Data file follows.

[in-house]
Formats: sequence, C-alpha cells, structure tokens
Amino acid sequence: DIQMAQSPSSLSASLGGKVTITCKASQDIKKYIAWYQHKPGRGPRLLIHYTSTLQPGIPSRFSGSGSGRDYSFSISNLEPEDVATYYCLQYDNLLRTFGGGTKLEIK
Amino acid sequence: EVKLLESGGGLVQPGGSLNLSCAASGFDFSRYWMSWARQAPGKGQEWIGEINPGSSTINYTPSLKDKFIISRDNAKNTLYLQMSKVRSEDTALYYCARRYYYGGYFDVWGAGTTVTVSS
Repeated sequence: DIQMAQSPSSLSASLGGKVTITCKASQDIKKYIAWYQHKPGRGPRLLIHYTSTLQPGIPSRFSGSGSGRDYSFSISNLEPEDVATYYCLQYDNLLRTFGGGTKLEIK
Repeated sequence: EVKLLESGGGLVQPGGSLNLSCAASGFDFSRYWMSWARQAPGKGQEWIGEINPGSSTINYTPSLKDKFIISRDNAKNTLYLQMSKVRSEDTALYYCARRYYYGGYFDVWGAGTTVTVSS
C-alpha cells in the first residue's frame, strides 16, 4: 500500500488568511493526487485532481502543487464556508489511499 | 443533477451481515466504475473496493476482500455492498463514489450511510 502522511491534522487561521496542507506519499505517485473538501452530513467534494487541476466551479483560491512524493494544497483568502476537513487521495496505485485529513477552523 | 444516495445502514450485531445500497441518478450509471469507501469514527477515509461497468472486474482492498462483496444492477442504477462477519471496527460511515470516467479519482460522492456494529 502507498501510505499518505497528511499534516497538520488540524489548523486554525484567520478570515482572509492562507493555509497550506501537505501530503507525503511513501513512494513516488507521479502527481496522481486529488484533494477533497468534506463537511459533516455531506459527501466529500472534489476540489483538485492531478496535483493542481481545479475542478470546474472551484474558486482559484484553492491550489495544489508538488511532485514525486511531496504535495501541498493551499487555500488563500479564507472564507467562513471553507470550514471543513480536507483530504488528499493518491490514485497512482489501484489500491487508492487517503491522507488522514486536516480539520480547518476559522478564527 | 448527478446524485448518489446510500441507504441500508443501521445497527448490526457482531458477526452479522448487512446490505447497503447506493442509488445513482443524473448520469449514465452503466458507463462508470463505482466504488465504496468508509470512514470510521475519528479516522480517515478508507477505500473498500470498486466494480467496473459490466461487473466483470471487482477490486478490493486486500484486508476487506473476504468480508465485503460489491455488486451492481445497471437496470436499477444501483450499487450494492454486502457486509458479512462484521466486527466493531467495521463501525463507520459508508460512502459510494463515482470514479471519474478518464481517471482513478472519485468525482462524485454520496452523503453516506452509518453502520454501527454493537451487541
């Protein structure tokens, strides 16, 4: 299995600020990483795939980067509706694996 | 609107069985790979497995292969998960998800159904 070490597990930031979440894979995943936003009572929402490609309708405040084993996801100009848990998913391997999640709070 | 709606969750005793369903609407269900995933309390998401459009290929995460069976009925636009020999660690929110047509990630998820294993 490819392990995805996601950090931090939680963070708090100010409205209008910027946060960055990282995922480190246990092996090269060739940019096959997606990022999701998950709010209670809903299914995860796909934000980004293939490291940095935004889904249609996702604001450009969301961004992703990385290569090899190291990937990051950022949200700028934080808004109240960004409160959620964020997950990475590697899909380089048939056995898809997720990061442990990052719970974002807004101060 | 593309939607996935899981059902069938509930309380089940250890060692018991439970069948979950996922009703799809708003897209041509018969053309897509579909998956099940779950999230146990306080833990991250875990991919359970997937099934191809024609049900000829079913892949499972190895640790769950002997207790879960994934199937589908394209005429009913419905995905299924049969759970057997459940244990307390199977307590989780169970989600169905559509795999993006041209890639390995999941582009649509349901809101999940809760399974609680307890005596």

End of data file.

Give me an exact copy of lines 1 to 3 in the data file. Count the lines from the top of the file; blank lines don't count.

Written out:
[in-house]
Formats: sequence, C-alpha cells, structure tokens
Amino acid sequence: DIQMAQSPSSLSASLGGKVTITCKASQDIKKYIAWYQHKPGRGPRLLIHYTSTLQPGIPSRFSGSGSGRDYSFSISNLEPEDVATYYCLQYDNLLRTFGGGTKLEIK